- Dwarf Fortress, obviously.  Two-person team with one coder.  Toady works HOW many hours each day?
- Battlecruiser 3000 AD.  In development for like a decade before its first release.  Derek Smart kept working on it despite absolutely crippling problems, and eventually he managed to fulfill his vision: He got all the features implemented that he wanted.  Unfortunately, a lot of the basic, necessary things (like combat that actually works) were missing.  The game *design* is a work of art, however, and almost makes me cry when I look at it.  Beautiful.  Anyway it's also freeware I believe.
- Noctis.  Alex (Alessandro Ghignola) wrote his own surprisingly low level language for the game, which includes a very unique-looking graphics engine.  He designed a lot more than just a game, though:  If you look around a little there is a *LOT* of background information on the Felysian race and the science involved.  This information is not even included in the game itself, for the most part.  (I downloaded and ran a clock program that showed Felysian time for a while.)  Alex's forums are also a work of art... but it seems like he hasn't touched the Noctis world in a very, very long time.  He's clearly moved on; I don't know if he'll go back to anything in the Noctis world, ever.  Maybe he lost his Muse?  Or maybe Linoleum is too limiting to develop in, while being absolutely inextricably tied to Noctis in a spiritual way?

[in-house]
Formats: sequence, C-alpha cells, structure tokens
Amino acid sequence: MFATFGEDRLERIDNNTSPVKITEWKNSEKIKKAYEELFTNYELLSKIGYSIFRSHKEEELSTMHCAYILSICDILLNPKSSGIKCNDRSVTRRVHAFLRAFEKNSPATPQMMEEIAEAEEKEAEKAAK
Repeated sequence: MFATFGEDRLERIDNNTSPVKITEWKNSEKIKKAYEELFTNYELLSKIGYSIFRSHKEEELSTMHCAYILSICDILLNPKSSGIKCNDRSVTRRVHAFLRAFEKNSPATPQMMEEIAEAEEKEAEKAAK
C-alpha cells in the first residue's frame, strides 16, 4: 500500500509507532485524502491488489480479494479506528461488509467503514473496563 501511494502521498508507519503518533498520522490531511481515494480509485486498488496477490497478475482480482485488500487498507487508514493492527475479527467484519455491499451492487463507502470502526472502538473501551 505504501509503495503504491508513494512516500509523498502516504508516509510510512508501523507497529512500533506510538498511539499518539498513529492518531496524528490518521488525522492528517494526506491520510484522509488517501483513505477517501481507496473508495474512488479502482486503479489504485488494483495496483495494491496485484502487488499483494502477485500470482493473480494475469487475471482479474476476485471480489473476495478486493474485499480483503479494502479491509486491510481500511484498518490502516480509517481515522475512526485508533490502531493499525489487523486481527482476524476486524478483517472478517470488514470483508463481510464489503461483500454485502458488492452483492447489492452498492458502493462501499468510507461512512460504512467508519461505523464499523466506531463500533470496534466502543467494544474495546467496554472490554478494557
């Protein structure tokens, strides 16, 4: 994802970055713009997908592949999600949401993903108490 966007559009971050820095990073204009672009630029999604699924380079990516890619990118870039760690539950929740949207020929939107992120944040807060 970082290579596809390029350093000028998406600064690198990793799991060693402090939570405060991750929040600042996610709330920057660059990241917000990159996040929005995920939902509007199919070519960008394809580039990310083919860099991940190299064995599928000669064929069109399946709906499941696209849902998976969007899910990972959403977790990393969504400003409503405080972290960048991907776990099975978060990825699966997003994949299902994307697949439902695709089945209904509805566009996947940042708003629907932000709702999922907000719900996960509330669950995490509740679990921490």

These three games get a lot of discussion on the DF boards.

I'd like to throw out another one for discussion:
- ADOM.  A roguelike by Thomas Biskup.  Stunningly detailed world, some slightly revolutionary features, one-person design team.  Was in development for years, and then suddenly stopped, but *CAN* be considered 'finished' and playable regardless (it's past version 1) with minimal bugs.  He started moving to a Java-based system, posted some interesting screenshots, and then those stopped coming as well.  What happened?  I don't know.  Not enough information.  I'm not familiar with the community--it doesn't look like there's a community like DF or Noctis has, either, it's not as deep.  But I'm willing to say that the *tragic* elements present in Noctis and BC3000AD are missing from ADOM's development.  Does it fall in the same category, regardless?  Is it in a different class or the same one?  Why?  I just can't tell if Thomas has the same deeply-emotional connection to his game that Alex and Derek had to theirs.  There was still more work to be done when development ceased, I know that much.